Some are behind on content and they need to be caught up. Others already understand the material and need to be pushed more. And then there are always students who need specific work on individual concepts.
At the end of the day, most parents can find a reason for why their child need tutoring. Personally, it was always tough teaching 6+ hours during the day and then working with students after school in the same fashion that I had been teaching for another hour or more, so I sought out ways to make it different. There are a number of ways that you can liven up tutoring so that you take advantage of having a student's individual attention. What follows is a series of things I've used over the years to make tutoring more bearable on me (and the student).
1) Different locations: When given the opportunity, I liked doing my tutoring sessions somewhere other than my classroom or the child's house. The library, fast food restaurants, parks, and bookstores are all places I have tutored. Going somewhere different allows you to enjoy the scenery that you are not accustomed to, and can sometimes provide means for adding to the tutoring, like eating while you learn.
|One of my favorite tutoring sessions with the RCA 2015 class (and parents) at Atlantic Station|
2) Make it relevant: If the child did not understand fractions the first time in class with the way you taught it, why would you teach it the same way when you're one-on-one? Find what the child is interested in and use that as the basis for teaching the concept. For example, if the child is interested in sports, teach fractions by going to a football field and use the hash marks to count by tenths. When I worked with my next door neighbor's daughter on fractions, we used the kitchen as our setting so we could pretend to cook things and measure out ingredients.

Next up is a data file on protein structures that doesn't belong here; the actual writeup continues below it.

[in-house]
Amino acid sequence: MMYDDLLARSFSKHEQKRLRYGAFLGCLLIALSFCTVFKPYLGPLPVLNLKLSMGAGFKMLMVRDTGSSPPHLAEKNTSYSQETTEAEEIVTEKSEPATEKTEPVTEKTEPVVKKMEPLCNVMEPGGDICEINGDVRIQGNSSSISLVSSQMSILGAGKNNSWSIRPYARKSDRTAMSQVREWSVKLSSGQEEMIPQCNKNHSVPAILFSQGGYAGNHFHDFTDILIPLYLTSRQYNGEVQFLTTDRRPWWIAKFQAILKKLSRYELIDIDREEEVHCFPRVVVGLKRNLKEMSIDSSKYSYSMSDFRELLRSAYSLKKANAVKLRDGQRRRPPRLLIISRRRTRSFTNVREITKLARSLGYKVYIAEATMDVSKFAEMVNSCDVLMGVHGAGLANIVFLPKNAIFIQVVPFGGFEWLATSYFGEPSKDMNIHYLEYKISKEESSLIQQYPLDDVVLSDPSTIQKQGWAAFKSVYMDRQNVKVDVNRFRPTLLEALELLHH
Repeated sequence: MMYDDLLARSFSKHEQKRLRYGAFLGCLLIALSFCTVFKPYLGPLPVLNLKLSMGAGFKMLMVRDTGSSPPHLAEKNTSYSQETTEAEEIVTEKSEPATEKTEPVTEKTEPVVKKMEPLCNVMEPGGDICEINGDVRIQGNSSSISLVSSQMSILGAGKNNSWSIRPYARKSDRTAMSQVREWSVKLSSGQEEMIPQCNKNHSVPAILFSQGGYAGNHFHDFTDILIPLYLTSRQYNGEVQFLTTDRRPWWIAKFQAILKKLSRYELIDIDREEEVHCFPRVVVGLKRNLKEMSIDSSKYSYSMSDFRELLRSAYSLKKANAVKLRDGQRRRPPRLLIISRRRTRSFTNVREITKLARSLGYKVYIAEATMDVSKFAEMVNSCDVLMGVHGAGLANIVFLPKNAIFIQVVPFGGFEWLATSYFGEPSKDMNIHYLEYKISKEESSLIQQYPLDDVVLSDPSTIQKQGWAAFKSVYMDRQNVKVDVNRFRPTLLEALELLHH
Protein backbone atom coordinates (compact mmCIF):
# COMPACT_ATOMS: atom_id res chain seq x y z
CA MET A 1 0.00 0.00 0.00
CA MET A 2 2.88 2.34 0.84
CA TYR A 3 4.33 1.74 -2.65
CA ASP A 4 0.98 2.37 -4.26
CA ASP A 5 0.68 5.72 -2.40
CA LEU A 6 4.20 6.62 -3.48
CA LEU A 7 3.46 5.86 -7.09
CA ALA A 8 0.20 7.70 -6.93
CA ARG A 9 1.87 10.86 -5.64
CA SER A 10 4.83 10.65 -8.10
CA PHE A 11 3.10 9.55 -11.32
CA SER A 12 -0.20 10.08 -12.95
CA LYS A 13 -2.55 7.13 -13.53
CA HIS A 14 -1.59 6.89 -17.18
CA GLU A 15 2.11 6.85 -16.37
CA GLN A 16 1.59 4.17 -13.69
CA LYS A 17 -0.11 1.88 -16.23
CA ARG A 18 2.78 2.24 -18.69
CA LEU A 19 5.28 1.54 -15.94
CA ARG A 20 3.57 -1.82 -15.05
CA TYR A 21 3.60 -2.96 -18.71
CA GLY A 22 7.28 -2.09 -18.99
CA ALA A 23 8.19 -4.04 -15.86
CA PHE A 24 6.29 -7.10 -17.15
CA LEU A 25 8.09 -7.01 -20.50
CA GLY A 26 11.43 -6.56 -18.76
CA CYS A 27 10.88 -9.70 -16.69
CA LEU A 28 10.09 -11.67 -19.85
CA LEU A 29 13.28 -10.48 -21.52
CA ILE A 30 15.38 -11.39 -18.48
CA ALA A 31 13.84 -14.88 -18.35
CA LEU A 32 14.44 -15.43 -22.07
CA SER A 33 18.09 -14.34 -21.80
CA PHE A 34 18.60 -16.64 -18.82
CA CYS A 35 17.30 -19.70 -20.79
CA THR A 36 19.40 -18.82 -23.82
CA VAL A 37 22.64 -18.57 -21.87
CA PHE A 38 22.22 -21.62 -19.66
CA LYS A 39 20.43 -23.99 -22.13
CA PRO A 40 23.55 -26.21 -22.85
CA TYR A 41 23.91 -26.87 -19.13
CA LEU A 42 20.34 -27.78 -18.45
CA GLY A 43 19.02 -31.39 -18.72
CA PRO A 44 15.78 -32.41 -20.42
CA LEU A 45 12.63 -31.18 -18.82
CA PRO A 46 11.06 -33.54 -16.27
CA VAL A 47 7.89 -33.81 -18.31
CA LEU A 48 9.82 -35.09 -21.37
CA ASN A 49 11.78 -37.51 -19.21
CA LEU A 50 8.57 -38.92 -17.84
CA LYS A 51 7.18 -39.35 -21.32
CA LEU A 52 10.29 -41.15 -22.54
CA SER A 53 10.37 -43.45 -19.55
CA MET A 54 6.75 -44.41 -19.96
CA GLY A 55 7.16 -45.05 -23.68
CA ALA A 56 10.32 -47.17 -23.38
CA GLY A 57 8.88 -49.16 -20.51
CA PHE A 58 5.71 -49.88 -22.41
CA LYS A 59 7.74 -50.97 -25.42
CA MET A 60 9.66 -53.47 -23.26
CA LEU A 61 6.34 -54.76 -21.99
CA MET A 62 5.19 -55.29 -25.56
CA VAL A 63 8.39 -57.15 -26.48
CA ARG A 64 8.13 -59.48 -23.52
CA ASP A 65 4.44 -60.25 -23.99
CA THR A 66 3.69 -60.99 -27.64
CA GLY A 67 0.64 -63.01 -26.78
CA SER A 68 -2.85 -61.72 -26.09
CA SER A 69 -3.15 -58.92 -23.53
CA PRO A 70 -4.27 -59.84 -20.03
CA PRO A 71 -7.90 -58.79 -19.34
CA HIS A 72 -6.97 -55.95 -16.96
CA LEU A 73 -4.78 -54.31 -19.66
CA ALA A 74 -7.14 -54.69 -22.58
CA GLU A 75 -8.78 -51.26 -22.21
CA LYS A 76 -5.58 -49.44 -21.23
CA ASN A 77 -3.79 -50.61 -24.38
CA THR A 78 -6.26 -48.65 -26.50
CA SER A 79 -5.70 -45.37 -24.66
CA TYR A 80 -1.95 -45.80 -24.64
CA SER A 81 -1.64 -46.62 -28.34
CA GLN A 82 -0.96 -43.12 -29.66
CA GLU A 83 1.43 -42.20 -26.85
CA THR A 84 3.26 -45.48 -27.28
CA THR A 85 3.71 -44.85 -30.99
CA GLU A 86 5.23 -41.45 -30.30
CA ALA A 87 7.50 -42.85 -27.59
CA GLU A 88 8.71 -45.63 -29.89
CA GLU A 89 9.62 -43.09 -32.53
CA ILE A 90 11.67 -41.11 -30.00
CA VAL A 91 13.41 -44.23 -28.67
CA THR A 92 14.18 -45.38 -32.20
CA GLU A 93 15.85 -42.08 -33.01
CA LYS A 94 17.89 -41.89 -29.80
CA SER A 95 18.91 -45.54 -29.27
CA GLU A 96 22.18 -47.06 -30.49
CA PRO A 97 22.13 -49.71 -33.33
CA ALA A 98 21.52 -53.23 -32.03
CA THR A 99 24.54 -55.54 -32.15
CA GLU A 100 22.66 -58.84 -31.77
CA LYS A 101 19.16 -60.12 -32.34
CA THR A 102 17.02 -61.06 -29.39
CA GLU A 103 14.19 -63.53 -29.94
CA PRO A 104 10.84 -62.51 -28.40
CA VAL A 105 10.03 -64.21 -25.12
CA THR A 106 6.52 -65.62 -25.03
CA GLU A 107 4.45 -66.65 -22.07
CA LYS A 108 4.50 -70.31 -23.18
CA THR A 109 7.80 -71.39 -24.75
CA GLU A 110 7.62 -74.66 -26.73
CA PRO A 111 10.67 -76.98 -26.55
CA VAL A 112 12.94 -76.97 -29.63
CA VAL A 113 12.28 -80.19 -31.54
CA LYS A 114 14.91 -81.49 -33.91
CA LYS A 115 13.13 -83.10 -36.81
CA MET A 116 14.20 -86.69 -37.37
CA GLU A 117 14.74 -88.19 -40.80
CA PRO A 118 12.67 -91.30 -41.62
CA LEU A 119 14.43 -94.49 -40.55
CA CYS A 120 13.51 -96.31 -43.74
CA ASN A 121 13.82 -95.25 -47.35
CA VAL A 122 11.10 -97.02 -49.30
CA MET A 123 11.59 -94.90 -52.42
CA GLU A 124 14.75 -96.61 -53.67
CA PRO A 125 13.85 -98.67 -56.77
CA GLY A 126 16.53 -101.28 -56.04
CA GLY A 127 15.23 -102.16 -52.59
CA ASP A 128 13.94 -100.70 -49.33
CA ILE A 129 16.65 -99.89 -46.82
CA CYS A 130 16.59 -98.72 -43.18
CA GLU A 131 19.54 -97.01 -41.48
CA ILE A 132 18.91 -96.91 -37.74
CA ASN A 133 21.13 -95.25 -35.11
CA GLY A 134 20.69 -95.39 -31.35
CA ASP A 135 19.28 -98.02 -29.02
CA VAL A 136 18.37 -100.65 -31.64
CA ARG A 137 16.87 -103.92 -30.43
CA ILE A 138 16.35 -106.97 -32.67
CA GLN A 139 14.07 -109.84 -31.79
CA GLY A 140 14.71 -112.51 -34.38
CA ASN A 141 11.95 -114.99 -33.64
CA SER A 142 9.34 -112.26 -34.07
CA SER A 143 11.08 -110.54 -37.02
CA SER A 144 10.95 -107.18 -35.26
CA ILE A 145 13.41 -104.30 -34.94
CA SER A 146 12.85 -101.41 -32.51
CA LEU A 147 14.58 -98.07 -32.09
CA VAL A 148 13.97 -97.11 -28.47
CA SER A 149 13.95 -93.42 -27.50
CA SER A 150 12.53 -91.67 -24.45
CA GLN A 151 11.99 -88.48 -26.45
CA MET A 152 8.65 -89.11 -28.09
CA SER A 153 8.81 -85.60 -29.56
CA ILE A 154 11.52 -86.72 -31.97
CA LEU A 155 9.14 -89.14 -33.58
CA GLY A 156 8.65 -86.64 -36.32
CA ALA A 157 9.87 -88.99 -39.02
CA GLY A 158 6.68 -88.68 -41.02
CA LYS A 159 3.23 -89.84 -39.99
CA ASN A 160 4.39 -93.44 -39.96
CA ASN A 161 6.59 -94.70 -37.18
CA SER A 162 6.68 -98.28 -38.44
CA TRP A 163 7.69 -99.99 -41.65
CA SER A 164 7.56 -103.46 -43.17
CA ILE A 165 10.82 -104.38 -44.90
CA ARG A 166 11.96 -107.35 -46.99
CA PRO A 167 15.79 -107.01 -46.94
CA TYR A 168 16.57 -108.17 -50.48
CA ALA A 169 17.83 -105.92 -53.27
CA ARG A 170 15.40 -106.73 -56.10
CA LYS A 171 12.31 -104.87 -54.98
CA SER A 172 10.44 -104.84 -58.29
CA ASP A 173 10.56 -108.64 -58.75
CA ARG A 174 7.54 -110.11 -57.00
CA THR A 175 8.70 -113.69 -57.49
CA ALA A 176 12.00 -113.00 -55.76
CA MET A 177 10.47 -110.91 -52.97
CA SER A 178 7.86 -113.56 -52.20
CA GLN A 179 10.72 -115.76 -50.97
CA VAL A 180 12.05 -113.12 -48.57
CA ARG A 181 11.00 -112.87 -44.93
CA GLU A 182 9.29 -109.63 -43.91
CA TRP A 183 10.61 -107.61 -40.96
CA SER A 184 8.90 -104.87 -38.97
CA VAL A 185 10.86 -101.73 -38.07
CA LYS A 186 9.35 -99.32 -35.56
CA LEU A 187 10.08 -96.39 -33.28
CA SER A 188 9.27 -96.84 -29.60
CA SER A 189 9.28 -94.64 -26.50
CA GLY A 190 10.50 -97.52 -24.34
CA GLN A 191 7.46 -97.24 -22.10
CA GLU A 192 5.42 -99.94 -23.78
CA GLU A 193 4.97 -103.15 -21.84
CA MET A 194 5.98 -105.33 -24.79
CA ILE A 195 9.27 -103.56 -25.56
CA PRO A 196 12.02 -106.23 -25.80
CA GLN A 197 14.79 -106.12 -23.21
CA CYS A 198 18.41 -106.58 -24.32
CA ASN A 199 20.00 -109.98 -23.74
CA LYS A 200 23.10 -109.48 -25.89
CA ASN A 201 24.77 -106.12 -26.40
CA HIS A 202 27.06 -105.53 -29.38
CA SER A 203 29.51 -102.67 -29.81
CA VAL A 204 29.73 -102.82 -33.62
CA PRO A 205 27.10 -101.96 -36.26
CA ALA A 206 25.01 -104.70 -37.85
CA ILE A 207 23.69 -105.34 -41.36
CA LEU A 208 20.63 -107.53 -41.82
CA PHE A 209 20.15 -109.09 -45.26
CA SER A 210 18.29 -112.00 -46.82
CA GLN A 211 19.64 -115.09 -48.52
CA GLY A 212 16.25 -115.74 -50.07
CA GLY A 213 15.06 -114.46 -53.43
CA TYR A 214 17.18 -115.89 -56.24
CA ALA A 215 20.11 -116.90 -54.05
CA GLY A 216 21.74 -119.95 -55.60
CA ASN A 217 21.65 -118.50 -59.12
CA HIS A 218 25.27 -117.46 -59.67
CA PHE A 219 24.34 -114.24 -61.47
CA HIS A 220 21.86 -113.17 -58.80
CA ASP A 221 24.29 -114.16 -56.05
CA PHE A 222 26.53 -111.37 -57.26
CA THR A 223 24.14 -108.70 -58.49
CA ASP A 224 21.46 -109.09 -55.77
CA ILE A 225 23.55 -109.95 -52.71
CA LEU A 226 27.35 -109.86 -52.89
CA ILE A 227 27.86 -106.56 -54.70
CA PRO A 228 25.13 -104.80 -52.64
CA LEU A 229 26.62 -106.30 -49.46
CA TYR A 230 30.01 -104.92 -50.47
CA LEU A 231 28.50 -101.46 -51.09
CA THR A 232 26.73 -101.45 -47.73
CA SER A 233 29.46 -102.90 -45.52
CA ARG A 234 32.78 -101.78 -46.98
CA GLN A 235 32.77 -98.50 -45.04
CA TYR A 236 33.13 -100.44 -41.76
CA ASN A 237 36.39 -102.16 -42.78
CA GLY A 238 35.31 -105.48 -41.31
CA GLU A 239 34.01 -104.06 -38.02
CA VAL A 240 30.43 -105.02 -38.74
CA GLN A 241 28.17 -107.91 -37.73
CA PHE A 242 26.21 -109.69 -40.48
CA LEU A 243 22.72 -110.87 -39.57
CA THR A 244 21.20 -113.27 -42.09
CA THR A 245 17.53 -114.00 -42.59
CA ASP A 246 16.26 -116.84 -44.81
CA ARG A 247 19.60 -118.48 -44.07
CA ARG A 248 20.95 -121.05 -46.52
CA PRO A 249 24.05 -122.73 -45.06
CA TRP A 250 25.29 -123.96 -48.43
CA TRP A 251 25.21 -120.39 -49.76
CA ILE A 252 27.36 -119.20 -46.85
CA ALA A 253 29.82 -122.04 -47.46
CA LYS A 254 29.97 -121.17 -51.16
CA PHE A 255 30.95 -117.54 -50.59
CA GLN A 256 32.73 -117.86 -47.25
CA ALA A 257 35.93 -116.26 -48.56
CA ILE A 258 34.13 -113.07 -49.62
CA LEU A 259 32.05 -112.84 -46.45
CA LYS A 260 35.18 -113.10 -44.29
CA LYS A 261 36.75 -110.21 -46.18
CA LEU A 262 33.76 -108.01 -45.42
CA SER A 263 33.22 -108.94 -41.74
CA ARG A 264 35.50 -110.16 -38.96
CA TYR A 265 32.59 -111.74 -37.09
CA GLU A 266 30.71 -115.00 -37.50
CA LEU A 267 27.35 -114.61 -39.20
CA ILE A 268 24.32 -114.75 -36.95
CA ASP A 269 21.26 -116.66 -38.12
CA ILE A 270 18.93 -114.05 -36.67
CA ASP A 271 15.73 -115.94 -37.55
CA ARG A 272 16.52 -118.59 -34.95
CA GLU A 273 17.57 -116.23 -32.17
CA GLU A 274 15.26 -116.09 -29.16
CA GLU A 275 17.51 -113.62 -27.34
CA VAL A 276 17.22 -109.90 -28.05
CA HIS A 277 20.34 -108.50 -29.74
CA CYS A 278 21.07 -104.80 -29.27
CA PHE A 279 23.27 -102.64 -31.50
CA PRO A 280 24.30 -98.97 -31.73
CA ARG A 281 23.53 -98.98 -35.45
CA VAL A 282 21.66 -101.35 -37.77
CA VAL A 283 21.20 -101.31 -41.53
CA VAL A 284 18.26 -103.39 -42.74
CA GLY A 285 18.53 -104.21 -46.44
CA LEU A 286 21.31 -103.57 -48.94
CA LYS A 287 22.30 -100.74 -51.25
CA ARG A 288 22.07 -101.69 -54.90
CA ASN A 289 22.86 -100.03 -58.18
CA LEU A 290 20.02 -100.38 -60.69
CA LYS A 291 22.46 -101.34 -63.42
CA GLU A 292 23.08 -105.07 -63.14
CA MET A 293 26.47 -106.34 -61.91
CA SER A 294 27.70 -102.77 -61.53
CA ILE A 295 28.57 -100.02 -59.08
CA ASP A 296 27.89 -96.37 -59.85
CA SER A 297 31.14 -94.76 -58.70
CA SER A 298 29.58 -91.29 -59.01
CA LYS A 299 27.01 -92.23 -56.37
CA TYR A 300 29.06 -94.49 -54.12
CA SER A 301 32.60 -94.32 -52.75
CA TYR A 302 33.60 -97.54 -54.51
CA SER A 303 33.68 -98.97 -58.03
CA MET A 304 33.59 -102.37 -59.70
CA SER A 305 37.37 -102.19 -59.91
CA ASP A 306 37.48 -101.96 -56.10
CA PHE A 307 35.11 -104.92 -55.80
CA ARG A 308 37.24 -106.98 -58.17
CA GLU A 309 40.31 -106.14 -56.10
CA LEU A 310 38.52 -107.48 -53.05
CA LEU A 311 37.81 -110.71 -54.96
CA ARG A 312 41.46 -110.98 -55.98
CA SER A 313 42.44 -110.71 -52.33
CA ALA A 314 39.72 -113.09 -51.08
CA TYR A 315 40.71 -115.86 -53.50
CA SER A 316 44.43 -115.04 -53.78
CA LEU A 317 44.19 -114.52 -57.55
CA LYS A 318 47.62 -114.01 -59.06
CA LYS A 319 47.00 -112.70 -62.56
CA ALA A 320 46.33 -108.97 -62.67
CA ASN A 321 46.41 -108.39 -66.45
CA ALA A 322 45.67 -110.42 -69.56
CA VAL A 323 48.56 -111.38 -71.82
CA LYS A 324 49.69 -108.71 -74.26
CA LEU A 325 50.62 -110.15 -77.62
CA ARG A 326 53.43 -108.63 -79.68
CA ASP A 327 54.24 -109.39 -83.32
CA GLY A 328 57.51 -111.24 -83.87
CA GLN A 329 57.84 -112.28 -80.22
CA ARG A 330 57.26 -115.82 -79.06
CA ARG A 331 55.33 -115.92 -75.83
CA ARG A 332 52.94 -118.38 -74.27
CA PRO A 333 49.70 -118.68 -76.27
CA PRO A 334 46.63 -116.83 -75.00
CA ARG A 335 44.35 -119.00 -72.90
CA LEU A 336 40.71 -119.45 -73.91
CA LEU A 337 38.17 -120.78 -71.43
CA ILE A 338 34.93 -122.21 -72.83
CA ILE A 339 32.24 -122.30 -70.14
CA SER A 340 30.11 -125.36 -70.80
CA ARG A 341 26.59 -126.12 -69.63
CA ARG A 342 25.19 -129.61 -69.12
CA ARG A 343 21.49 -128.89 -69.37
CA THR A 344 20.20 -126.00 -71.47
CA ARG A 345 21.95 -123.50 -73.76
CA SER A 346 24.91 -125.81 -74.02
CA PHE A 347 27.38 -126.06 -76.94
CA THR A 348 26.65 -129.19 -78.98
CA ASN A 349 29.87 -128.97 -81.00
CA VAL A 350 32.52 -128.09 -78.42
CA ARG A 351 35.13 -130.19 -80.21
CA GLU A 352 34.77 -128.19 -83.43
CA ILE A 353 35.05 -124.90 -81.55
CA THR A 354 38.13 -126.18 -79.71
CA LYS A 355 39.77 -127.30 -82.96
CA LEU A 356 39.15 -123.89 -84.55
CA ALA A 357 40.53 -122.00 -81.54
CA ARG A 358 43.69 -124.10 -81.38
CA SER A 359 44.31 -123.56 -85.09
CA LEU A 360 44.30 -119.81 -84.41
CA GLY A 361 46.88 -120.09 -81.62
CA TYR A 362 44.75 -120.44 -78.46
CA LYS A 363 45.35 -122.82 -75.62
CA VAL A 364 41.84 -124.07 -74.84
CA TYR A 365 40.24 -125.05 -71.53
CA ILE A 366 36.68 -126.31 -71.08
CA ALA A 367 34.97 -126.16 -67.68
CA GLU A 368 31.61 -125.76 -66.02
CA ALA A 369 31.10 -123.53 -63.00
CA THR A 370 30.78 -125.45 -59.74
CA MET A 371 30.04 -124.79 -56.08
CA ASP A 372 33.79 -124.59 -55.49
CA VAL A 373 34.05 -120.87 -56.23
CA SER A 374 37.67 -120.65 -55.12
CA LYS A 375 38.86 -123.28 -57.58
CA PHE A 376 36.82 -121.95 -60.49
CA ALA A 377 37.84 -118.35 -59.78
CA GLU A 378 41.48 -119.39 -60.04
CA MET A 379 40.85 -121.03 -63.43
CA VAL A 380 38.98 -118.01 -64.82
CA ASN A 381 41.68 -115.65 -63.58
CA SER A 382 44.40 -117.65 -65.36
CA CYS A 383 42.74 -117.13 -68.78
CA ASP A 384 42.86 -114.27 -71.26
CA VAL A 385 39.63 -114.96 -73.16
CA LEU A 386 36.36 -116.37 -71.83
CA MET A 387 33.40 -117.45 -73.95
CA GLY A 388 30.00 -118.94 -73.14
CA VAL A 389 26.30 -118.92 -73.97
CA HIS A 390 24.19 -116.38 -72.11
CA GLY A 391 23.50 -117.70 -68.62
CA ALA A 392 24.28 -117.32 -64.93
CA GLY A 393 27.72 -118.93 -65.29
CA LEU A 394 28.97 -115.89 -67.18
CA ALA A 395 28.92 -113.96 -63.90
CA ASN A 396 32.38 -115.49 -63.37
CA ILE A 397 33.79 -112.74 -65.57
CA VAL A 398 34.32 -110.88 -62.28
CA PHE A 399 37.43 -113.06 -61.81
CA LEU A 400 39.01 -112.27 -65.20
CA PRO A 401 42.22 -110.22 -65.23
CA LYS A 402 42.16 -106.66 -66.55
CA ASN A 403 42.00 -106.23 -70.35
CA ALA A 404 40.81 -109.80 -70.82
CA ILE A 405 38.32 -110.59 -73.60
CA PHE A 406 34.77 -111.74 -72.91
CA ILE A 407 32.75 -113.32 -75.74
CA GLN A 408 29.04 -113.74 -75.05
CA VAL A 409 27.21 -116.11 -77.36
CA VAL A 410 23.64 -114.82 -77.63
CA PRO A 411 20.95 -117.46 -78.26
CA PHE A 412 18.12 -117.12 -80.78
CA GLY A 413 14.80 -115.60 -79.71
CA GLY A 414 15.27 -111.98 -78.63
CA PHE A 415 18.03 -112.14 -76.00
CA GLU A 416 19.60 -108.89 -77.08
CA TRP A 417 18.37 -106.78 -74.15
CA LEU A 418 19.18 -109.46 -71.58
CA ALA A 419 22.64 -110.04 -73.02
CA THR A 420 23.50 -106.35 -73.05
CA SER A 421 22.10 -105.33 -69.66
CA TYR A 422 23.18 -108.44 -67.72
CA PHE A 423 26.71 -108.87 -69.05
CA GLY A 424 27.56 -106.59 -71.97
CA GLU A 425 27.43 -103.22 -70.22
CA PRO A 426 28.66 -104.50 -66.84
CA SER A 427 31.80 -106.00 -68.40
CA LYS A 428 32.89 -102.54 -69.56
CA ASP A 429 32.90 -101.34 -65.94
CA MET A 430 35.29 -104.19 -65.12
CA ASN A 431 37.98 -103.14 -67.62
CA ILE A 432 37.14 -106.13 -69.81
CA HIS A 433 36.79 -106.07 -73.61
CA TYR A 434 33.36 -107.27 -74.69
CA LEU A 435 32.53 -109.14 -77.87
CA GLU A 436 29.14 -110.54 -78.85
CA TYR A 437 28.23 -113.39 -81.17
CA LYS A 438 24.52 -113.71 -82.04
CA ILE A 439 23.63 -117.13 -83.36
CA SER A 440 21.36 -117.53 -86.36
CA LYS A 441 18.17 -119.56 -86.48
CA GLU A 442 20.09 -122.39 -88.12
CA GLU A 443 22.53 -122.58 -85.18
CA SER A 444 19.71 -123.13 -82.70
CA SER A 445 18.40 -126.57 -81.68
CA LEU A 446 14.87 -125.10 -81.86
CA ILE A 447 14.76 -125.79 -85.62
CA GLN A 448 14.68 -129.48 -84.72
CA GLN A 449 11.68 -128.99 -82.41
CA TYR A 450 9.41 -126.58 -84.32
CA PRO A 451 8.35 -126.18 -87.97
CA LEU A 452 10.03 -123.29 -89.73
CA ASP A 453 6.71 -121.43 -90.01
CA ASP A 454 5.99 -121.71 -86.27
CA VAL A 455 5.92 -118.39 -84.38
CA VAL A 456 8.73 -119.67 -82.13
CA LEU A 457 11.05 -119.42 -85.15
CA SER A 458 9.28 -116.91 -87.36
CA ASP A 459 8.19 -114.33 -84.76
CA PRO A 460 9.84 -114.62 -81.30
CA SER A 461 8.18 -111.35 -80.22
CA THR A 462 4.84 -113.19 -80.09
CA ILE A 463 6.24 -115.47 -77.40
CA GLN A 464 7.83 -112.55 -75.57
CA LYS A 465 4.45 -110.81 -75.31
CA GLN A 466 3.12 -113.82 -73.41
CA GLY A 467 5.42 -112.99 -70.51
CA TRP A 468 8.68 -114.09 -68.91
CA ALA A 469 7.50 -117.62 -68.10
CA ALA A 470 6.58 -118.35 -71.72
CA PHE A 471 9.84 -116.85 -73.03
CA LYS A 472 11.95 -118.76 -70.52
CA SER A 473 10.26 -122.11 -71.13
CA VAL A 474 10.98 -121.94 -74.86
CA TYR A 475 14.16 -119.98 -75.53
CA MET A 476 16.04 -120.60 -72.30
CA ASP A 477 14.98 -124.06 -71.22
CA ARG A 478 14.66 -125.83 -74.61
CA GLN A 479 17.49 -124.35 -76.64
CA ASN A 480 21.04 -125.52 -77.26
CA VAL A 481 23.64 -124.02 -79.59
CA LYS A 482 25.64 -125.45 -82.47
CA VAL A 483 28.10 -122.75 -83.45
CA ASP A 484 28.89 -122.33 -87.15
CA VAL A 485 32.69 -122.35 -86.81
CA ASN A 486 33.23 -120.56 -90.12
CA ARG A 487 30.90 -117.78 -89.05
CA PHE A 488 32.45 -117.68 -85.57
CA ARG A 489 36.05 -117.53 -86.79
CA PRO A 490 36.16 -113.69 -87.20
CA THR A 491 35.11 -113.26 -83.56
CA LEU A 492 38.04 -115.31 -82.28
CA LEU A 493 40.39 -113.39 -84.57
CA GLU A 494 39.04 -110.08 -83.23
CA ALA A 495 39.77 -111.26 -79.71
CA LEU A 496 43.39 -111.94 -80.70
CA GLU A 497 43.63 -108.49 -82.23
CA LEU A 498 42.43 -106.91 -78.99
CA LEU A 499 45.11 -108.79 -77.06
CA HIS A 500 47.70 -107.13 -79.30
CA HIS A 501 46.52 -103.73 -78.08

3) Have them teach you: One of the worst things you can ask a child is "do you understand?" While some children will say "no," many will say "yes" to either appease you or move on. A better request is "you're turn to teach this to me." By asking the child to teach you or explain a concept, you are asking them to prove that they understand the material. It's also a wonderful higher order thinking activity. This will give you a chance to identify misunderstandings or holes in the learning.
4) Take breaks: Tutoring for an hour can play out like a marathon at times. When teaching thirty students, much time is spent focusing on a variety of students, but when it is just you and one student, that's a lot of consecutive time to spend on one person. To give your brain and their brain a break, take a five minute break. Depending where you are, you can have a snack, run around a bit, or play a game. One student I used to tutor loved basketball, so every 20 or so minutes we would play a round of H-O-R-S-E to take a break.
And as a final reminder, please always be a cheerleader for your students. Be positive when working with them. Sometimes they just need to hear "you've got this," "I'm really proud of you," or "great job" to give that final push that you need from them.
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